Have you ever stopped and wondered, “What are we really doing here?” I mean, really… what ARE we doing that is meaningful and why are we so busy while we’re doing it? The holidays are a good time to stop and check-in to see why we do the things we do. Often, so many of our to-do activities end up driving us into the ground. We end up sick, tired, grumpy, and too exhausted to enjoy time with our families. At least that’s true for me. Is anyone else willing to admit that?
Sometimes I look at my life from an observer’s standpoint, and I end up noticing something new… I end up seeing myself differently. Have you ever stopped to look at what you’re doing and why? Here’s what I saw when I recently took a good long look at my life:
- I saw myself struggling to make things better rather than accepting how things are. I wanted my family to feel happy and loved and not be exposed to the brokenness of the world around us. Sometimes, I still believe I can do that, but my life has proven otherwise.
- I saw myself trying to control outcomes, not for the sake of being a control-freak, but in an effort to prevent myself and those I care about from feeling disappointment or being hurt when things don’t turn out the way we had hoped. I still have to wake up every day and remind myself to let go, and focus on being strong and capable even if I fail, rather than focusing on prevention plans that don’t actually work.
- I noticed that I put a lot of time into making sure things are perfect, so much so, I’m available to those I love most. I stay busy and slightly unavailable to others, preventing me from really feeling connected and loved. I struggle because I believe its in the smallest details that the greatest difference can be made… but sometimes the details become more important than the people I love. It’s a balancing act for me, and I’m still wobbly.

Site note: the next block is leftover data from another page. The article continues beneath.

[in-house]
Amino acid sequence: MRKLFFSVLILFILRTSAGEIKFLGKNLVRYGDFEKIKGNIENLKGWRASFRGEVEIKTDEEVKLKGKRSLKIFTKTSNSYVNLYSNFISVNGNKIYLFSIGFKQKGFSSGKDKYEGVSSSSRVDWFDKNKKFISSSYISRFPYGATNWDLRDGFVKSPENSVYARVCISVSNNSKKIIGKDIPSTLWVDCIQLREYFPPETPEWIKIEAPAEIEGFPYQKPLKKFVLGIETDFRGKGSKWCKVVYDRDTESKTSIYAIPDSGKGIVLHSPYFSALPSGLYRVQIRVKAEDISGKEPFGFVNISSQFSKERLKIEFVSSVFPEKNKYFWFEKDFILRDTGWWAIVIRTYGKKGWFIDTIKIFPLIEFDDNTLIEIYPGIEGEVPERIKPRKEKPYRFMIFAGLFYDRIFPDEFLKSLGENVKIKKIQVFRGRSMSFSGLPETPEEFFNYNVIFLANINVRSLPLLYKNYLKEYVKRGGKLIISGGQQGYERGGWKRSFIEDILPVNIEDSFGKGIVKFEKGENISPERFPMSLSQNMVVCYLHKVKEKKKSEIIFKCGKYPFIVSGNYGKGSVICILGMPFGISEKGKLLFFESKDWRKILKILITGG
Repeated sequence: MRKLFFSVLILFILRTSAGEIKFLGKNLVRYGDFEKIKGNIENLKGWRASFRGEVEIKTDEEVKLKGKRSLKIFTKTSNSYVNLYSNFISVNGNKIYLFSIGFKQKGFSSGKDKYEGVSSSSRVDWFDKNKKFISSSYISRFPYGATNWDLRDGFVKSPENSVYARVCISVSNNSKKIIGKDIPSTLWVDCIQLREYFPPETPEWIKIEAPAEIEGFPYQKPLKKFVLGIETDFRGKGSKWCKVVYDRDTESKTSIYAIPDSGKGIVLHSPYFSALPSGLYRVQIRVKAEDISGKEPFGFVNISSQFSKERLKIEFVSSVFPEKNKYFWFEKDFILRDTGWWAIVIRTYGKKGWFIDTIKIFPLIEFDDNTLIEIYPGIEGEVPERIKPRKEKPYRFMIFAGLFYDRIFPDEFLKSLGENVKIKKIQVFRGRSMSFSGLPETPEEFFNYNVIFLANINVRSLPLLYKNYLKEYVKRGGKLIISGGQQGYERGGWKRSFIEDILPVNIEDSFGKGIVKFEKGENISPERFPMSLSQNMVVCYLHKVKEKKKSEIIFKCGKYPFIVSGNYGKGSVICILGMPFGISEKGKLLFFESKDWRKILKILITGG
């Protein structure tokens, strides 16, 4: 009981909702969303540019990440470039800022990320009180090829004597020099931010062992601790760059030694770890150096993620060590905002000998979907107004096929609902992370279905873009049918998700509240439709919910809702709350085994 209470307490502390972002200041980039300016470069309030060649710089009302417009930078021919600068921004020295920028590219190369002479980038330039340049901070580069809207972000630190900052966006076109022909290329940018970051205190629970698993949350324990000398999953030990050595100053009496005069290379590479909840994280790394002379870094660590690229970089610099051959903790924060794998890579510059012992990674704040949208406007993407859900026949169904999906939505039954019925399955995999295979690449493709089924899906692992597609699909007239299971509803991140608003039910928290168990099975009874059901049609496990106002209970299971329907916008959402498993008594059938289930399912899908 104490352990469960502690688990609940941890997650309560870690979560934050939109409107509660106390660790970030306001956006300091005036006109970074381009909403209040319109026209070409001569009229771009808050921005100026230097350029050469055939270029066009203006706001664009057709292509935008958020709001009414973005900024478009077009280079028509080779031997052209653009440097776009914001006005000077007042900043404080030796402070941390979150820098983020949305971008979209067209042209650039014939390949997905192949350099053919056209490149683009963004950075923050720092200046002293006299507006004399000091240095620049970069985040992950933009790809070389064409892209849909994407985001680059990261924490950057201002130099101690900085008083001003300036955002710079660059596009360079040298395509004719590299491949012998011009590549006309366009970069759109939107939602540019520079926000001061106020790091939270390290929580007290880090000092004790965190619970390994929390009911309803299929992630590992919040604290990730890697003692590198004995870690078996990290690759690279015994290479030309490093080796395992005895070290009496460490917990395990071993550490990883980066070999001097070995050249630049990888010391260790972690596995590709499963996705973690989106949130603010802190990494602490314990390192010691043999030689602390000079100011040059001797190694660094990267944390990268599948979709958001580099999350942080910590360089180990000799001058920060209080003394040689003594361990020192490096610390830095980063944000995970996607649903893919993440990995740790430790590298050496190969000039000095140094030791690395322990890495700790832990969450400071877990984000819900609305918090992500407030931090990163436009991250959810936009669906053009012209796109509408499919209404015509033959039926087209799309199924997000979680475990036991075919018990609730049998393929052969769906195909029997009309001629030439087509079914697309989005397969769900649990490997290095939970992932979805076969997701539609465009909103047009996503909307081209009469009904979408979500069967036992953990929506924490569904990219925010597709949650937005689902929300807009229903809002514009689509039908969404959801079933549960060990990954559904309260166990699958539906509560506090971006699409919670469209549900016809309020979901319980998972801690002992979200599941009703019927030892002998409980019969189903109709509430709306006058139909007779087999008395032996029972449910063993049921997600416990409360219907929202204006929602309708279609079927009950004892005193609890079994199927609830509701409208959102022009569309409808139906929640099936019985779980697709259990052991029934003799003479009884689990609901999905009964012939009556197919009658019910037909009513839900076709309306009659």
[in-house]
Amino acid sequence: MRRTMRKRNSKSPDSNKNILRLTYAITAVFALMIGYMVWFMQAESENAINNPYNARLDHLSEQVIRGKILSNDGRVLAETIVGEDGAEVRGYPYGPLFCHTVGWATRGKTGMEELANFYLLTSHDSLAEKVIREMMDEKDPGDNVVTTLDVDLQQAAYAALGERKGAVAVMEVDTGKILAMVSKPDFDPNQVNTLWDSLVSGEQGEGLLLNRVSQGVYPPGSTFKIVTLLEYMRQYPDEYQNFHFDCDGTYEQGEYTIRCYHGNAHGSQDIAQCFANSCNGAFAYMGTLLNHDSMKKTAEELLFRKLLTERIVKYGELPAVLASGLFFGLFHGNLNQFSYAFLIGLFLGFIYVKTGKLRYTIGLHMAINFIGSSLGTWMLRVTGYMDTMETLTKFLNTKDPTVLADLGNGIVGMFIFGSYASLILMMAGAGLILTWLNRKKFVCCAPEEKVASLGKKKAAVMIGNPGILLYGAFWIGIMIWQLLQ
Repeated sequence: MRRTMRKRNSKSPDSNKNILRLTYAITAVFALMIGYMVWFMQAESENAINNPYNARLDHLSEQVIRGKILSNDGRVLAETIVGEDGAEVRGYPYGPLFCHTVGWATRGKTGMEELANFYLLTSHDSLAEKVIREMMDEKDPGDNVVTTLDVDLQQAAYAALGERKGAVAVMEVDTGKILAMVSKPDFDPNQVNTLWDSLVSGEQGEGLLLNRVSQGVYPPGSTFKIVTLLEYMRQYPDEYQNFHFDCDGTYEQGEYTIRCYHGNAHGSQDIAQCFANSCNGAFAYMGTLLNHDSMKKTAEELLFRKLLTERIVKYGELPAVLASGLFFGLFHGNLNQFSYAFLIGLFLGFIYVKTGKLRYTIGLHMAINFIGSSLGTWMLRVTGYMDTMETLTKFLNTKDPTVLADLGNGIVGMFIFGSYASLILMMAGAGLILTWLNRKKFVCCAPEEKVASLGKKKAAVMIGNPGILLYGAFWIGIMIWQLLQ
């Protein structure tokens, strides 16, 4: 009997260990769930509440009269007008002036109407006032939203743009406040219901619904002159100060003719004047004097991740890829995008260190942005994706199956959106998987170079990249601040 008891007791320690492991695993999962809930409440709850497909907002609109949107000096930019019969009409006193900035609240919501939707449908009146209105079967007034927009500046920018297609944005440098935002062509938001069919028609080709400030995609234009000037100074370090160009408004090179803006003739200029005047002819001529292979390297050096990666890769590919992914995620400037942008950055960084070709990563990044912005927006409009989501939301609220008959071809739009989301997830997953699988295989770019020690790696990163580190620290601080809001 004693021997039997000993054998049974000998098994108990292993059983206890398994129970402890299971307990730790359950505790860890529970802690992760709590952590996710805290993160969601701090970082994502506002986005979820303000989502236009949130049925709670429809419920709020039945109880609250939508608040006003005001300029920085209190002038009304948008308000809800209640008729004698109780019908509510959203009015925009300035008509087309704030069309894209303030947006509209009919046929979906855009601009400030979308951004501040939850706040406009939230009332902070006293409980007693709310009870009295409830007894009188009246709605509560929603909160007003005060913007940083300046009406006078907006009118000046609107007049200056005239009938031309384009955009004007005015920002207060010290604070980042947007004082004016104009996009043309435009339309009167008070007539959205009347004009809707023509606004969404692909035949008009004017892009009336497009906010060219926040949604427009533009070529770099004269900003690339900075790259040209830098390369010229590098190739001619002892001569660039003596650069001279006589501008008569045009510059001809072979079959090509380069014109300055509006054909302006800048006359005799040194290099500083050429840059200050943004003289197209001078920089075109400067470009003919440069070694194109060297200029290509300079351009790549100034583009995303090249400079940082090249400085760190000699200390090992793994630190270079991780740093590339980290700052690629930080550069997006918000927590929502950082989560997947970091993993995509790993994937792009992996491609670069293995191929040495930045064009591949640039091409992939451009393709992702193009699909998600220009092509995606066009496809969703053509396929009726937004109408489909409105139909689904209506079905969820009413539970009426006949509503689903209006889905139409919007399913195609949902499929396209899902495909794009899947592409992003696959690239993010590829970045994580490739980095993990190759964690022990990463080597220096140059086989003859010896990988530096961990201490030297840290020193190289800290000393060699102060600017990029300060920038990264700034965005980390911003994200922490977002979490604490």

- I noticed that a lot of what was driving me to do more, or to make what I am doing even better, is because I need to prove my worth and I need to show that I really am good enough to be loved by those I care about. Do you ever do that? Try to prove you’re good enough? Worthy?
Well, if any of that resonates for you, I have a gift I want to share. I discovered it in a pile of old files while cleaning out our storage area a couple of weeks ago. I don’t know where I got it, but obviously I knew it was something worth holding onto. Typed onto a plain piece of paper were the most insightful words I have read in ages. It was as if I acquired this letter years ago, but I wasn’t ready to read it until now. It felt like a divinely planted message and spoke right to my heart. Thankfully, the person who wrote the letter also signed the letter. I do not know her, or how I came to have her letter, but I’m glad she shared her words of wisdom and that her words came across my path right when I needed to hear them.
I’ll share her letter with you as we enter this season of giving, and receiving and remembering the season is all about love…
You’ve got it all wrong. You didn’t come here to master unconditional love. That is where you came from and where you’ll return. You came here to learn personal love; Universal love. Messy love. Sweaty love. Crazy love. Broken love. Whole love. Infused with divinity. Lived through the grace of stumbling. Demonstrated through the beauty of… messing up. Often.
You didn’t come here to be perfect. You already are. You came here to be gorgeously human. Flawed and fabulous. And then to rise again into remembering.
But unconditional love? Stop telling yourself that story. Love, in truth, doesn’t need ANY other adjectives. It doesn’t require modifiers. It doesn’t require the condition of perfection. It only asks that you show up. And do your best. That you stay present and feel fully. That you shine and fly and laugh and cry and hurt and heal and fall and get back up and plan and work and live and die as YOU. It’s enough. It’s plenty.
-Courtney A. Walsh
Powerful words, huh? I hope you take them to heart. You are enough. What you do is enough… more than enough. I’m letting it in, again. And allowing myself to rest in the wisdom of this letter. I hope you will too.